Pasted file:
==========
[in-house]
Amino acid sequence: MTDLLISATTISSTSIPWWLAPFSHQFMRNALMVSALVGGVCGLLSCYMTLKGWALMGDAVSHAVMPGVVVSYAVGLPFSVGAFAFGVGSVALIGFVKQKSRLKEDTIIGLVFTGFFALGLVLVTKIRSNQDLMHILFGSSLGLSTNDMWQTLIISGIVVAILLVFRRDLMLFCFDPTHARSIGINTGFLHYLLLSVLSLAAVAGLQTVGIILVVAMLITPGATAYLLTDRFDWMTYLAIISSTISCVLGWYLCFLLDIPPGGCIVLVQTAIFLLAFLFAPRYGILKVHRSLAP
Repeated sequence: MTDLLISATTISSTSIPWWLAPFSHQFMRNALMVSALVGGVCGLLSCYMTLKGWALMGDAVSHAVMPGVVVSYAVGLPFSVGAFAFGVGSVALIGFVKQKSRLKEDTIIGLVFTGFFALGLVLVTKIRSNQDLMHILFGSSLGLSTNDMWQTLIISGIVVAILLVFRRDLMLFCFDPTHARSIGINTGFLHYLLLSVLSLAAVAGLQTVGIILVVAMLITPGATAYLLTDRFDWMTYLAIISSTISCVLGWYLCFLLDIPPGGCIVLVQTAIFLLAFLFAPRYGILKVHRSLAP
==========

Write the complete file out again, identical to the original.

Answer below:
[in-house]
Amino acid sequence: MTDLLISATTISSTSIPWWLAPFSHQFMRNALMVSALVGGVCGLLSCYMTLKGWALMGDAVSHAVMPGVVVSYAVGLPFSVGAFAFGVGSVALIGFVKQKSRLKEDTIIGLVFTGFFALGLVLVTKIRSNQDLMHILFGSSLGLSTNDMWQTLIISGIVVAILLVFRRDLMLFCFDPTHARSIGINTGFLHYLLLSVLSLAAVAGLQTVGIILVVAMLITPGATAYLLTDRFDWMTYLAIISSTISCVLGWYLCFLLDIPPGGCIVLVQTAIFLLAFLFAPRYGILKVHRSLAP
Repeated sequence: MTDLLISATTISSTSIPWWLAPFSHQFMRNALMVSALVGGVCGLLSCYMTLKGWALMGDAVSHAVMPGVVVSYAVGLPFSVGAFAFGVGSVALIGFVKQKSRLKEDTIIGLVFTGFFALGLVLVTKIRSNQDLMHILFGSSLGLSTNDMWQTLIISGIVVAILLVFRRDLMLFCFDPTHARSIGINTGFLHYLLLSVLSLAAVAGLQTVGIILVVAMLITPGATAYLLTDRFDWMTYLAIISSTISCVLGWYLCFLLDIPPGGCIVLVQTAIFLLAFLFAPRYGILKVHRSLAP